Education Policy Seminar Series

The Education Policy Seminar Series are FREE and open to the public. No registration is required.
Parking is available at the Central Grounds Parking Garage. For Spring 2019, lunch will be provided at each seminar.

The Education Policy Seminar Series is sponsored by the Bankard Foundation and EdPolicyWorks. For recommended readings or other questions about the series, please contact


Spring 2019


The Long-Run Impacts of Same-Race Teachers

Constance A. Lindsay, Research Associate, Urban Institute
Monday March 25th 2019, 12:00-1:30 PM  
Holloway Hall (Rm 116), Bavaro Hall
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Bio: Constance A. Lindsay is a research associate at the Urban Institute, where she studies K–12 education policies. Lindsay earned a doctorate in human development and social policy from Northwestern University, where she was an Institute of Education Sciences’ predoctoral fellow. Since leaving Northwestern, Lindsay has worked in education policy in various contexts, applying her research training in traditional studies and in creating and evaluating new systems and policies regarding teachers. Lindsay’s areas of expertise include teacher quality and diversity, analyzing and closing racial achievement gaps, and adolescent development. Her work has been published in such journals as Educational Evaluation and Policy Analysis and Social Science Research. Lindsay received a bachelor’s degree in economics from Duke University and master’s degree in public policy from Georgetown University. Before doctoral study at Northwestern, she was a Presidential Management Fellow at the US Department of Education.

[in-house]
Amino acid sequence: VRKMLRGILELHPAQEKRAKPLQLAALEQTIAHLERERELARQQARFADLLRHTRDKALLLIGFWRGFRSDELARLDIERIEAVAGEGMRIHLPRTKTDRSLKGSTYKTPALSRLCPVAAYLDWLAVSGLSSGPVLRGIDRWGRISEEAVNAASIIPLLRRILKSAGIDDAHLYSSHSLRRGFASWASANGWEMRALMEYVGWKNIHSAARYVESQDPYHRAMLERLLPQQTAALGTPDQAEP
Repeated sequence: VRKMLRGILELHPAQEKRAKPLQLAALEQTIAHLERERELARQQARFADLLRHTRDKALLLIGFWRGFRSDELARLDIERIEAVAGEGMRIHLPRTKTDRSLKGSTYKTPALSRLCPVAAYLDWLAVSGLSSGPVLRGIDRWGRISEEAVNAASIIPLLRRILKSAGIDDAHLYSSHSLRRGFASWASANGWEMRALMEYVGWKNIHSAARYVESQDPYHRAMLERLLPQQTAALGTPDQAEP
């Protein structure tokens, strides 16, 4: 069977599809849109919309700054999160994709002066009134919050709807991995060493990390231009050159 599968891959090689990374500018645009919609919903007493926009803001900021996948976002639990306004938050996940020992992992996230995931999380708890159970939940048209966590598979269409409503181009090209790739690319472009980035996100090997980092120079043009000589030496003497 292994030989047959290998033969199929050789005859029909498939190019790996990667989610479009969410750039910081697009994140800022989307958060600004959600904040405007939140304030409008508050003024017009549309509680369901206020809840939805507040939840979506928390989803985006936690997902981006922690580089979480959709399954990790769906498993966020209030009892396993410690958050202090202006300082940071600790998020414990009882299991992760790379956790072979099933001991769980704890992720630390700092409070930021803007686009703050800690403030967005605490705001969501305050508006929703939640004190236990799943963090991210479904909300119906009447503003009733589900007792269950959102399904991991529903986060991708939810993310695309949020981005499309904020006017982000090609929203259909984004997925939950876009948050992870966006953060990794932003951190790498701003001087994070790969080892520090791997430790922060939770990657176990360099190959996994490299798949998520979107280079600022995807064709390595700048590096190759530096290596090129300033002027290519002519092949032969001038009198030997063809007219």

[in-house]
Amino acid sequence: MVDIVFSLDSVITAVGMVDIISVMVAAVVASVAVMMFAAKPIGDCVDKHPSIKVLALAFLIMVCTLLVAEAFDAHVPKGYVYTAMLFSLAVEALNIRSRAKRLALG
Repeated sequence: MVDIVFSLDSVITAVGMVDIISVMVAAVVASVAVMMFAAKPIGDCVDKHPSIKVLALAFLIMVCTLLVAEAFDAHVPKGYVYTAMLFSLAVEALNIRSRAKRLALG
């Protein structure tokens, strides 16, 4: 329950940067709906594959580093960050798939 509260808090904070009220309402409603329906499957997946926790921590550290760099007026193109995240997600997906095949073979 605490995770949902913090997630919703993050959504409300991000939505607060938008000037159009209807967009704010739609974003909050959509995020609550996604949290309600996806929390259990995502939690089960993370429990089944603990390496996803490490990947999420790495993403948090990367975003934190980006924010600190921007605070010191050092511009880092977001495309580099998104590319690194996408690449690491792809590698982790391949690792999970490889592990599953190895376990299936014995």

Abstract: In this talk, I examine the impact of having a same-race teacher on students' long-run educational attainment. Leveraging random student-teacher pairings in the Tennessee STAR class-size experiment, we find that black students randomly assigned to a black teacher in grades K-3 are 5 percentage points (7%) more likely to graduate from high school and 4 percentage points (13%) more likely to enroll in college than their peers in the same school who are not assigned a black teacher. We document similar patterns using quasi-experimental methods and statewide administrative data from North Carolina. To examine possible mechanisms, we provide a theoretical model that formalizes the notion of “role model effects” as distinct from teacher effectiveness. We envision role model effects as information provision: black teachers provide a crucial signal that leads black students to update their beliefs about the returns to effort and what educational outcomes are possible. Using testable implications generated by the theory, we provide suggestive evidence that role model effects help to explain why black teachers increase the educational attainment of black students.


Creating Moves to Opportunity: Experimental Evidence on Neighborhood Choice Among Housing Voucher Recipients

Peter Bergman, Assistant Professor of Economics and Education at Teachers College, Columbia University
Monday April 8th 2019, 12:00-1:30 PM 
Holloway Hall (Rm 116), Bavaro Hall
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Co-sponsored by the Curry Research Lectureship Series, the Batten School Research Speaker Series, and the Department of Economics